Today, 29 March, the Law Commissions of England and Wales and the Scottish Law Commission have released a government-commissioned review of 40-year-old existing laws on surrogacy, recommending that the intended parents of children born to surrogate mothers should become legal parents from birth, providing they follow a new ‘pathway’ through surrogacy, supported by a Regulated Surrogacy Organisation.
Currently, intended parents must wait until the child has been born and then apply to court to become the child’s legal parents. The process often takes up to a year to complete, meaning the surrogate is the child’s legal parent, which doesn’t reflect the reality of the child’s family life, and can affect the intended parents’ ability to make decisions about the child in their care. This is – as the Law Commissions have identified – not in the best interests of anyone concerned, least of all the child.
On The Law Commissions’ recommendations for reform, which proposes a new regulatory regime for surrogacy that offers clarity, safeguards and support – for the child, the surrogate and the parents who will raise the child, Dr Kirsty Horsey, Reader in Law at Kent Law School, said:
‘It’s great that the Law Commissions have finally published their recommendations, which are extensive and brave, and take into account the lived experience of those who create families through surrogacy in the UK. My previous research has shown that surrogates neither see themselves as the mother of the children they give birth to in surrogacy arrangements, nor want to be recognised as such.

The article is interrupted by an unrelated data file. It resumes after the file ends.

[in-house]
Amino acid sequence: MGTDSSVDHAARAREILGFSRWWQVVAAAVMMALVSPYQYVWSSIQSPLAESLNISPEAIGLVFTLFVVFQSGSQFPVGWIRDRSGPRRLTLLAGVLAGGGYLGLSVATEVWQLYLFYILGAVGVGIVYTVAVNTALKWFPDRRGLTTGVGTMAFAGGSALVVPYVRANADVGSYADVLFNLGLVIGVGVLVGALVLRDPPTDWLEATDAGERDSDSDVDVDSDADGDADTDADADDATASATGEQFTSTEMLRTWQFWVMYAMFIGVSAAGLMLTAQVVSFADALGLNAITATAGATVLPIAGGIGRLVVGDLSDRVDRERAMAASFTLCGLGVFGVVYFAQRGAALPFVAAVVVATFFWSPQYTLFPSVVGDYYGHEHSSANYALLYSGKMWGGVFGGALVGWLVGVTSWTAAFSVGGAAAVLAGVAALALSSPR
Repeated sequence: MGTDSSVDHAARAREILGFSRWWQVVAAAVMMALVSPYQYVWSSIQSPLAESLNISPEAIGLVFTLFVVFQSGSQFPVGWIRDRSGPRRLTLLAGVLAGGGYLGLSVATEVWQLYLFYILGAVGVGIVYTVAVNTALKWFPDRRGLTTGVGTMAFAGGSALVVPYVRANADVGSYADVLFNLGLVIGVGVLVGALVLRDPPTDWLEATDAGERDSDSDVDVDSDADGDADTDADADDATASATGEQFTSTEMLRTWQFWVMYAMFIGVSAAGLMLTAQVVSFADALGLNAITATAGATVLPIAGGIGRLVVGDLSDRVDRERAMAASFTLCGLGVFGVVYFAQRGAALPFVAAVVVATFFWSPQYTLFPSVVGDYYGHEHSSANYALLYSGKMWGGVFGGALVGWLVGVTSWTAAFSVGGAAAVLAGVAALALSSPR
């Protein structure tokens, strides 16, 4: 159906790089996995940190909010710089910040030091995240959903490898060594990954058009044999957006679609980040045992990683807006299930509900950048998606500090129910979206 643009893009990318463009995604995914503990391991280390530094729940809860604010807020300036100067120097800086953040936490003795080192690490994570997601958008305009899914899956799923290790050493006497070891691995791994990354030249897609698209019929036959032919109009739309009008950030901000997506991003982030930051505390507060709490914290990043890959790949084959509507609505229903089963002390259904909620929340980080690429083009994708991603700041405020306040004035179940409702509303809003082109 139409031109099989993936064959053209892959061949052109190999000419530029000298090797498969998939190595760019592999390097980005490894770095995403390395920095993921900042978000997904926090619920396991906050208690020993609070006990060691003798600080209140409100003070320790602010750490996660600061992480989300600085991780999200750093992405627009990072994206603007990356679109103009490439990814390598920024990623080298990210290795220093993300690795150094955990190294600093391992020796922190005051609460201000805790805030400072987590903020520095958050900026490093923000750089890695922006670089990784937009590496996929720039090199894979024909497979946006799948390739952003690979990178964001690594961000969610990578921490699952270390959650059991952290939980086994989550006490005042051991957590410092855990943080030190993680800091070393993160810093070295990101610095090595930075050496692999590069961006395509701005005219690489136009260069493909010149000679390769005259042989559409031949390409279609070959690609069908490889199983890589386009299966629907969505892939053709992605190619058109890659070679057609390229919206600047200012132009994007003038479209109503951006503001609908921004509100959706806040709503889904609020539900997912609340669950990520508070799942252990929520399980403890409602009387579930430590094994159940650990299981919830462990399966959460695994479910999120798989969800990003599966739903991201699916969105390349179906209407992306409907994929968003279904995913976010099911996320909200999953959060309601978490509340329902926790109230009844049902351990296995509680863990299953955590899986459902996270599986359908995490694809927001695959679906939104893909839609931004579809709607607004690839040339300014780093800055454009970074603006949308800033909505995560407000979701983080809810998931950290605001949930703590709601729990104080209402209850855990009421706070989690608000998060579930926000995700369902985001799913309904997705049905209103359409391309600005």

‘It is good to see a recognition of existing good practice in relation to domestic surrogacy arrangements and no move towards commercialisation. In particular, I welcome the recommendation that there will be a new pathway allowing intended parents in surrogacy to become legal parents from birth, something I have argued should happen for a very long time. Also, the creation of Regulated Surrogacy Organisations, overseen and licensed by the Human Fertilisation and Embryology Authority, gives more legitimacy to surrogacy as a modern form of family building.’
Dr Horsey’s long-term research interest focuses on the laws regulating surrogacy. She has worked with external non-profit and charitable organisations to facilitate and encourage reform. One such collaborative project – the SurrogacyUK Working Group on Surrogacy Law Reform – led to the publication of two Research Reports on the state of the law governing surrogacy, together with recommendations for reform, in 2015 and 2018 (see publications list). Dr Horsey is also part of the secretariat for the All-Party Parliamentary Group on Surrogacy. She is currently working on an empirical research project on surrogacy, with both surrogates and intended parents, at the London Women’s Clinic.
Dr Horsey’s recent research, ‘Children’s Voices in Surrogacy Law’, marked the first time that the views of children were included in a review of surrogacy laws. The work has influenced the Law Commissions in looking at how children understand surrogacy and how they think the law should be. Using a combination of age-appropriate methods, including a unique set of playing cards, Dr Horsey and the Children’s Voices team obtained children’s views on surrogacy topics – including how the legal parents of a child born through surrogacy should be decided, whether children should know details of their surrogate, and compensation for surrogates.